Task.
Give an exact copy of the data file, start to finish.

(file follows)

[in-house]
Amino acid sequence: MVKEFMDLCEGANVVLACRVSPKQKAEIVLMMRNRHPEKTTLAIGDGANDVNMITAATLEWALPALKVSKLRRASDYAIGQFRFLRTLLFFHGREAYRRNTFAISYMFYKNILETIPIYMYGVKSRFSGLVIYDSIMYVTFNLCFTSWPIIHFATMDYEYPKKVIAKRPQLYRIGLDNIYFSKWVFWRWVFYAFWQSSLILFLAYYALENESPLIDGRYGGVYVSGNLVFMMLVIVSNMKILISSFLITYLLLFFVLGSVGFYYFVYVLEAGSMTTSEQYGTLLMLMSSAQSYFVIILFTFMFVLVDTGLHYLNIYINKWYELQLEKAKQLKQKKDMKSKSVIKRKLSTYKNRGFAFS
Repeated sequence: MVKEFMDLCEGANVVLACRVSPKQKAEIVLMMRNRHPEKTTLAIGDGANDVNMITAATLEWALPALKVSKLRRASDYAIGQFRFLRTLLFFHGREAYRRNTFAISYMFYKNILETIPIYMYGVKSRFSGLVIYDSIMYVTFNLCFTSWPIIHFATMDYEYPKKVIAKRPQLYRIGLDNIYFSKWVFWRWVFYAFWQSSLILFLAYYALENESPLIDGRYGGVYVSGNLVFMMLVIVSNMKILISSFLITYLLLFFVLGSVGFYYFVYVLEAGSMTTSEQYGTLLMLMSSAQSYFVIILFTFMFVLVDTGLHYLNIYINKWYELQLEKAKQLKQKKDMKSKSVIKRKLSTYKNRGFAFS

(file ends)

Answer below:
[in-house]
Amino acid sequence: MVKEFMDLCEGANVVLACRVSPKQKAEIVLMMRNRHPEKTTLAIGDGANDVNMITAATLEWALPALKVSKLRRASDYAIGQFRFLRTLLFFHGREAYRRNTFAISYMFYKNILETIPIYMYGVKSRFSGLVIYDSIMYVTFNLCFTSWPIIHFATMDYEYPKKVIAKRPQLYRIGLDNIYFSKWVFWRWVFYAFWQSSLILFLAYYALENESPLIDGRYGGVYVSGNLVFMMLVIVSNMKILISSFLITYLLLFFVLGSVGFYYFVYVLEAGSMTTSEQYGTLLMLMSSAQSYFVIILFTFMFVLVDTGLHYLNIYINKWYELQLEKAKQLKQKKDMKSKSVIKRKLSTYKNRGFAFS
Repeated sequence: MVKEFMDLCEGANVVLACRVSPKQKAEIVLMMRNRHPEKTTLAIGDGANDVNMITAATLEWALPALKVSKLRRASDYAIGQFRFLRTLLFFHGREAYRRNTFAISYMFYKNILETIPIYMYGVKSRFSGLVIYDSIMYVTFNLCFTSWPIIHFATMDYEYPKKVIAKRPQLYRIGLDNIYFSKWVFWRWVFYAFWQSSLILFLAYYALENESPLIDGRYGGVYVSGNLVFMMLVIVSNMKILISSFLITYLLLFFVLGSVGFYYFVYVLEAGSMTTSEQYGTLLMLMSSAQSYFVIILFTFMFVLVDTGLHYLNIYINKWYELQLEKAKQLKQKKDMKSKSVIKRKLSTYKNRGFAFS